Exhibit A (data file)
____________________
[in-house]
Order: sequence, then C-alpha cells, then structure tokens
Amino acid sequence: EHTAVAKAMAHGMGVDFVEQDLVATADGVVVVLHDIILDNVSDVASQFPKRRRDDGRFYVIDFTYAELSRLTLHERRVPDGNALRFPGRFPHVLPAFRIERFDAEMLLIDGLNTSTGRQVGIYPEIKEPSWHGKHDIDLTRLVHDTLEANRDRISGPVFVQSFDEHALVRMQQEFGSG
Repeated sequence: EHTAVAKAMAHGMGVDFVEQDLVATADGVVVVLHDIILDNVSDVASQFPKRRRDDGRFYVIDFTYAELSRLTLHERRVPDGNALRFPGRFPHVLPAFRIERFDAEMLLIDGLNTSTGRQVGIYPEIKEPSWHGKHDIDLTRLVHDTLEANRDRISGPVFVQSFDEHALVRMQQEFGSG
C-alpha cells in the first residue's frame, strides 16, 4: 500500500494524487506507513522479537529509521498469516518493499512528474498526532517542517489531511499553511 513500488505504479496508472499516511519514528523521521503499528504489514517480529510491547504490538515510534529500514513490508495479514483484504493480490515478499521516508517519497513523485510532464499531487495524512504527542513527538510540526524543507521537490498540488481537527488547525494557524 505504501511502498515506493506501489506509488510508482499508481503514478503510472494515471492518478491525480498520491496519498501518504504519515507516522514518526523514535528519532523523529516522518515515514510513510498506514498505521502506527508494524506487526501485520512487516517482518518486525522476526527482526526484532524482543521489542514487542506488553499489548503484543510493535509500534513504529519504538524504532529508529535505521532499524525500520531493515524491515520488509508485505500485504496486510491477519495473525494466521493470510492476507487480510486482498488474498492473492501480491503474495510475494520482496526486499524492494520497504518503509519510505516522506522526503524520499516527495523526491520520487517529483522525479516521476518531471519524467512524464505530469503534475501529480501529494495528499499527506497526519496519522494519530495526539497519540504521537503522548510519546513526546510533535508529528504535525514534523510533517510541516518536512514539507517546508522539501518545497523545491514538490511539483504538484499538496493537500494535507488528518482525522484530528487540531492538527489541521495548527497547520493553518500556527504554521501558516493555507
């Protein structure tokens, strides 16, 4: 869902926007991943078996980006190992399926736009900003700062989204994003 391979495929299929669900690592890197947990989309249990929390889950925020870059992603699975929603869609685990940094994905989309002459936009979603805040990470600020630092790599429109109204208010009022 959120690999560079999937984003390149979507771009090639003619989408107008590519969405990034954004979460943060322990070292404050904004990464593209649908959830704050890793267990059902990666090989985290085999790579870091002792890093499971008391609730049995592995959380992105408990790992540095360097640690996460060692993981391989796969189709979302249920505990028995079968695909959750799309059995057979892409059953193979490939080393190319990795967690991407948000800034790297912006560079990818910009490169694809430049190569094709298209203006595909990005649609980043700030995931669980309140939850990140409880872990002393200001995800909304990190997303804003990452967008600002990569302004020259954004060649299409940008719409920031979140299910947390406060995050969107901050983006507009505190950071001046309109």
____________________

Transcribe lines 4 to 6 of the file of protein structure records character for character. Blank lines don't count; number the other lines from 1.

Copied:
Repeated sequence: EHTAVAKAMAHGMGVDFVEQDLVATADGVVVVLHDIILDNVSDVASQFPKRRRDDGRFYVIDFTYAELSRLTLHERRVPDGNALRFPGRFPHVLPAFRIERFDAEMLLIDGLNTSTGRQVGIYPEIKEPSWHGKHDIDLTRLVHDTLEANRDRISGPVFVQSFDEHALVRMQQEFGSG
C-alpha cells in the first residue's frame, strides 16, 4: 500500500494524487506507513522479537529509521498469516518493499512528474498526532517542517489531511499553511 513500488505504479496508472499516511519514528523521521503499528504489514517480529510491547504490538515510534529500514513490508495479514483484504493480490515478499521516508517519497513523485510532464499531487495524512504527542513527538510540526524543507521537490498540488481537527488547525494557524 505504501511502498515506493506501489506509488510508482499508481503514478503510472494515471492518478491525480498520491496519498501518504504519515507516522514518526523514535528519532523523529516522518515515514510513510498506514498505521502506527508494524506487526501485520512487516517482518518486525522476526527482526526484532524482543521489542514487542506488553499489548503484543510493535509500534513504529519504538524504532529508529535505521532499524525500520531493515524491515520488509508485505500485504496486510491477519495473525494466521493470510492476507487480510486482498488474498492473492501480491503474495510475494520482496526486499524492494520497504518503509519510505516522506522526503524520499516527495523526491520520487517529483522525479516521476518531471519524467512524464505530469503534475501529480501529494495528499499527506497526519496519522494519530495526539497519540504521537503522548510519546513526546510533535508529528504535525514534523510533517510541516518536512514539507517546508522539501518545497523545491514538490511539483504538484499538496493537500494535507488528518482525522484530528487540531492538527489541521495548527497547520493553518500556527504554521501558516493555507
């Protein structure tokens, strides 16, 4: 869902926007991943078996980006190992399926736009900003700062989204994003 391979495929299929669900690592890197947990989309249990929390889950925020870059992603699975929603869609685990940094994905989309002459936009979603805040990470600020630092790599429109109204208010009022 959120690999560079999937984003390149979507771009090639003619989408107008590519969405990034954004979460943060322990070292404050904004990464593209649908959830704050890793267990059902990666090989985290085999790579870091002792890093499971008391609730049995592995959380992105408990790992540095360097640690996460060692993981391989796969189709979302249920505990028995079968695909959750799309059995057979892409059953193979490939080393190319990795967690991407948000800034790297912006560079990818910009490169694809430049190569094709298209203006595909990005649609980043700030995931669980309140939850990140409880872990002393200001995800909304990190997303804003990452967008600002990569302004020259954004060649299409940008719409920031979140299910947390406060995050969107901050983006507009505190950071001046309109």